I came to this topic listening to an interview with Markus Zusak. Now what follows is not a review of The Book Thief. I have not read The Book Thief, but I understand from others who have read it that it is a very good book and I don’t mean to cast any shadows on it. But, it was the spark of this essay and I think I need to start with honesty of thought.
What started me thinking about this was this: as Markus described his novel I found myself thinking: oh no, not another literary novel set against a world war out of desperation for tension. That thought made me immediately reflect. There has now been a very long trail of literary fiction set during one or the other of the world wars. I suppose I would trace it to The English Patient, and then draw a thread through Captain Corelli’s Mondolin, and onto more recent examples: Warhorse, Atonement, The Boy in the Striped Pajamas, The Book Thief and maybe even at a stretch Kavalier and Clay. I began to wonder, have literary stories set in the world wars transcended mere setting or the generalised area of historical fiction and become a genre unto themselves?
First though, how would these stories – I’m going to call them Wartime stories – differ from the more traditional War Novel? Well, if we take stories like War and Peace, All Quiet on the Western Front, A Farewell to Arms or MASH: A Novel About Three Army Doctors, which I would classify as War Novels in the traditional sense, the War Novel is usually about someone’s experience of war, how war changes and challenges the human condition the relationship between a human being and the state of being in a war. Usually, though not always, they are written by someone who directly experienced the war, although if no direct experience is involved, War Novels are usually written by someone contemporary with the war in question or they are using the historical (or future) war as a proxy for a contemporary conflict. Under this definition works like Joe Halderman’s The Forever War or David Drake’s science fiction war stories would also fall into the category of a War Novel. Gone With The Wind on the other hand would not. Gone With The Wind is merely set during a war. It has little or nothing deep to say about human beings and their relationships with conflict. The War Novel is intended to be a commentary on the overarching nature of war and the human psyche during conflict.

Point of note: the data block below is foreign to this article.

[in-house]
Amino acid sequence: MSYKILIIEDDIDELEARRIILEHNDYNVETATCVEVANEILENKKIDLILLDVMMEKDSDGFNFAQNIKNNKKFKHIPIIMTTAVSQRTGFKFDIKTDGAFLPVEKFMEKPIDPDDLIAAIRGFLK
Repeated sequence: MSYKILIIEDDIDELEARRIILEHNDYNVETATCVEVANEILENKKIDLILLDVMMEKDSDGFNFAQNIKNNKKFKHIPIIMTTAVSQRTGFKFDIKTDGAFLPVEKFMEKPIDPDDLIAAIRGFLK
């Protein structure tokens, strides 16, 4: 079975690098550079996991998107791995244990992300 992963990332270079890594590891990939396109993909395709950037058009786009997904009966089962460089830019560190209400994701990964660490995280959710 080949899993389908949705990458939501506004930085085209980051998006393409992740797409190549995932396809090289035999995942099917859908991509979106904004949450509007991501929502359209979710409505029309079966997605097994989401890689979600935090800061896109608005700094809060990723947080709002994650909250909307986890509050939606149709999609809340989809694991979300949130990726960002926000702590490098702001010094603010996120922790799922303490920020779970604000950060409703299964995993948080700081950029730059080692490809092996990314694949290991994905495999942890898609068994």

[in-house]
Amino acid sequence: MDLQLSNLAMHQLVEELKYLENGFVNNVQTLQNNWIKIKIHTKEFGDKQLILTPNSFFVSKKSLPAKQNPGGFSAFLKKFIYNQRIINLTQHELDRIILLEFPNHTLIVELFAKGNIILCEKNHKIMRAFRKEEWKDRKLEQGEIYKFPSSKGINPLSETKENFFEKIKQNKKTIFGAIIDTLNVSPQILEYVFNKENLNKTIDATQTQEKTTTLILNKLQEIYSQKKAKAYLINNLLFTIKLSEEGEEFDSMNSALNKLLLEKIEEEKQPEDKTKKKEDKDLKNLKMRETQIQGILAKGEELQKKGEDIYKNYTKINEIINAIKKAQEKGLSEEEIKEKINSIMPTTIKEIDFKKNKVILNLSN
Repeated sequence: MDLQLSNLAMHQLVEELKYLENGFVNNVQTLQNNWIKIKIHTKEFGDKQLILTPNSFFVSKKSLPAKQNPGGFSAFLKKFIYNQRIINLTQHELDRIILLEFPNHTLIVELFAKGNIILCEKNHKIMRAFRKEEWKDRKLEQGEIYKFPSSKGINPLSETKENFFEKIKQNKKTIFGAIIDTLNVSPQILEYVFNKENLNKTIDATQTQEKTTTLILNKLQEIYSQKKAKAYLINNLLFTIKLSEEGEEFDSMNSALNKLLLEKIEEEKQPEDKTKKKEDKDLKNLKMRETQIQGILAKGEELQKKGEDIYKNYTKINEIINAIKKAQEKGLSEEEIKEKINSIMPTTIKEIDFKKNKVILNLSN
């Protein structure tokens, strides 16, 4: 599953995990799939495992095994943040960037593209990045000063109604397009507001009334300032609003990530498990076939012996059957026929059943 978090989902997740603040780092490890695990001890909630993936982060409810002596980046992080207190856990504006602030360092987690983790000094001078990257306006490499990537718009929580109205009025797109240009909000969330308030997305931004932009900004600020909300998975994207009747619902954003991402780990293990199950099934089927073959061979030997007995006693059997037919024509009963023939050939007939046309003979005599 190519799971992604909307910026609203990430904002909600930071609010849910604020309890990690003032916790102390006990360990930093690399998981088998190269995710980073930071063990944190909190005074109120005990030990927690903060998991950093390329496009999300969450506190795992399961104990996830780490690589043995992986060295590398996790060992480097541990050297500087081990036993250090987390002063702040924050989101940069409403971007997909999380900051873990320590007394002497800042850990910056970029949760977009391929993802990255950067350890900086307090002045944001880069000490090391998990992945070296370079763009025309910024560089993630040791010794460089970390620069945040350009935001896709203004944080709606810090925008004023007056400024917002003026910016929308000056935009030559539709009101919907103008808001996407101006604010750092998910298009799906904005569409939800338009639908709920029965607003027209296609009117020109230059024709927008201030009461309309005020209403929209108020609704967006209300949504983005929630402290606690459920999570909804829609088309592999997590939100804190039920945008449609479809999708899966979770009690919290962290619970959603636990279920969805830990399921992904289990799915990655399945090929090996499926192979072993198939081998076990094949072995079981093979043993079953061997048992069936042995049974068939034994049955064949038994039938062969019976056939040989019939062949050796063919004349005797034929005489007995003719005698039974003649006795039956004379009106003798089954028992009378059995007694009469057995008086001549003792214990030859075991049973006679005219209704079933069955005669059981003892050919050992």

In contrast, Wartime, seems a much lighter affair. Quite often the concerns of Wartime are not the war itself, but are the usual concerns of literary fiction: relationships with others, including finding love, and relationships with the self, including acceptance of self or finding one’s path in life, or learning life lessons. The war is ratcheted in as a background that adds tension and drama, but the human relationship with the experience of the war is not deeply explored, if it is explored at all. I am tempted to think that the trend towards placing literary stories in the world wars is because literary fiction is now so depauperate of ideas, that drama has to be drawn from somewhere and the world wars have become an acceptable setting for that purpose.
Now whether or not Wartime is a genre requires a bit of digging. Usually, genres are publisher determined and are for the purpose of putting like books together in such a way that if a reader of Book A might enjoy Book B, then Book B is easy to find. Science Fiction and Fantasy are not the same genre at all, but they share an audience so tend to be shelved together. Horror is often not shelved on its own, but the black and red covers clearly mark the category. Covers are one way to check whether a genre has either developed or is developing. It is not an exact science and it is rather subjective, but I took a rummage around Wartime covers, both those I could think of offhand and using the customer’s suggested or customer’s also bought links at the bottom of online bookseller pages for the Wartime novels I’ve already mentioned. What I tended to see was this:
– Old-timey photography used on covers
– Sometimes an old-fashioned painting replaced the old-fashioned photo
– Usually an image of a single person alone dominates the cover
– Sepia or old-timey colour photography colours dominate
– When the cover is not sepia it will be blue, blue-grey or steel coloured
These trends tended to break when the author had a strong branding themselves, so that Michael Chabon’s Kavalier and Clay didn’t fit this mould at all, although perhaps that book isn’t a good example as it does outgrow the second world war and then grow and grow and grow until it is so much more than a mere story told against a wartime painted backdrop. And that’s perhaps I think my irritation with this nascent genre – the feeling of a mere painted backdrop. The tragedy and horror of war is being used for drama, and rather thinly. This is irritating enough when the work is juvenile and transparent, be it a Rambo film or a Commando comic, but these literary books present themselves as being something more thoughtful than a mere sophistication of Commando, where the story is now about housewives and children rather than soldiers, but the drama is just as voyeuristic and just as detached from the actual sorrows of war.
To sum, I don’t know if my initial question is properly answered. There are no shelves for Wartime in bookstores (at least not yet) and though the books in this category do have covers of a similar colour palette with similar themes (old timey-photography in particular) they are not as starkly genred as, for instance, the covers of supernatural romance, or crime or horror. At any rate, there does seem to be something of a genre growing here and it perhaps bears considering whether the genre is doing more than setting familiar stories of various literary stripes against a setting of dramatic novelty.